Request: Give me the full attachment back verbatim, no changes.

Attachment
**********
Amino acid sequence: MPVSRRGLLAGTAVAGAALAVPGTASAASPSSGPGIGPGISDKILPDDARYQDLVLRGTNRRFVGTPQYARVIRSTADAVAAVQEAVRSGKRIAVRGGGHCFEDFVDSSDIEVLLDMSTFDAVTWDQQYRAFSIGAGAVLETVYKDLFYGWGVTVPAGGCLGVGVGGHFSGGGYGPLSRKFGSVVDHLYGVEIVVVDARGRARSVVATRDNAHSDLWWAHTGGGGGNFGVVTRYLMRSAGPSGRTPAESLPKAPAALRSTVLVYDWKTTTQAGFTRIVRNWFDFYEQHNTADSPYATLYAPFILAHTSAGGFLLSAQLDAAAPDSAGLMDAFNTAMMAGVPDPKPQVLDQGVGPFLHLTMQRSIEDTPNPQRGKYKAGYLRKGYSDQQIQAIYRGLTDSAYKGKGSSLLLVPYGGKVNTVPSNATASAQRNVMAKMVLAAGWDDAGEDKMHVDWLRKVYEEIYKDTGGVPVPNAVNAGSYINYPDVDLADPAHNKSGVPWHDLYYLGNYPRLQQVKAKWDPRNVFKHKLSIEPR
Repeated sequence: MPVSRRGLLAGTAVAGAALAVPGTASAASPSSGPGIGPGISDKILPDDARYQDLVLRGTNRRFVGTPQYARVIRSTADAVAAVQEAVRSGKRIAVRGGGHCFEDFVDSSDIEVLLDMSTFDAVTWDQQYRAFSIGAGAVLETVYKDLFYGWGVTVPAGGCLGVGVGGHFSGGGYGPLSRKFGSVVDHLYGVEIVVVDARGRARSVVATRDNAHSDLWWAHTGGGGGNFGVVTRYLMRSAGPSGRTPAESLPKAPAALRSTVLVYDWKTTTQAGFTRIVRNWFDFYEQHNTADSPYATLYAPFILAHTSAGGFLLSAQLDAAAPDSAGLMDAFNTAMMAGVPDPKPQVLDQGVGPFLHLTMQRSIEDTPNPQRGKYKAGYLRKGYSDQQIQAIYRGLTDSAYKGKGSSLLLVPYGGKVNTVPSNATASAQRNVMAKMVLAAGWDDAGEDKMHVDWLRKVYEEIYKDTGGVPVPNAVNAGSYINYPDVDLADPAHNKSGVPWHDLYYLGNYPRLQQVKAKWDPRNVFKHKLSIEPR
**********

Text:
Amino acid sequence: MPVSRRGLLAGTAVAGAALAVPGTASAASPSSGPGIGPGISDKILPDDARYQDLVLRGTNRRFVGTPQYARVIRSTADAVAAVQEAVRSGKRIAVRGGGHCFEDFVDSSDIEVLLDMSTFDAVTWDQQYRAFSIGAGAVLETVYKDLFYGWGVTVPAGGCLGVGVGGHFSGGGYGPLSRKFGSVVDHLYGVEIVVVDARGRARSVVATRDNAHSDLWWAHTGGGGGNFGVVTRYLMRSAGPSGRTPAESLPKAPAALRSTVLVYDWKTTTQAGFTRIVRNWFDFYEQHNTADSPYATLYAPFILAHTSAGGFLLSAQLDAAAPDSAGLMDAFNTAMMAGVPDPKPQVLDQGVGPFLHLTMQRSIEDTPNPQRGKYKAGYLRKGYSDQQIQAIYRGLTDSAYKGKGSSLLLVPYGGKVNTVPSNATASAQRNVMAKMVLAAGWDDAGEDKMHVDWLRKVYEEIYKDTGGVPVPNAVNAGSYINYPDVDLADPAHNKSGVPWHDLYYLGNYPRLQQVKAKWDPRNVFKHKLSIEPR
Repeated sequence: MPVSRRGLLAGTAVAGAALAVPGTASAASPSSGPGIGPGISDKILPDDARYQDLVLRGTNRRFVGTPQYARVIRSTADAVAAVQEAVRSGKRIAVRGGGHCFEDFVDSSDIEVLLDMSTFDAVTWDQQYRAFSIGAGAVLETVYKDLFYGWGVTVPAGGCLGVGVGGHFSGGGYGPLSRKFGSVVDHLYGVEIVVVDARGRARSVVATRDNAHSDLWWAHTGGGGGNFGVVTRYLMRSAGPSGRTPAESLPKAPAALRSTVLVYDWKTTTQAGFTRIVRNWFDFYEQHNTADSPYATLYAPFILAHTSAGGFLLSAQLDAAAPDSAGLMDAFNTAMMAGVPDPKPQVLDQGVGPFLHLTMQRSIEDTPNPQRGKYKAGYLRKGYSDQQIQAIYRGLTDSAYKGKGSSLLLVPYGGKVNTVPSNATASAQRNVMAKMVLAAGWDDAGEDKMHVDWLRKVYEEIYKDTGGVPVPNAVNAGSYINYPDVDLADPAHNKSGVPWHDLYYLGNYPRLQQVKAKWDPRNVFKHKLSIEPR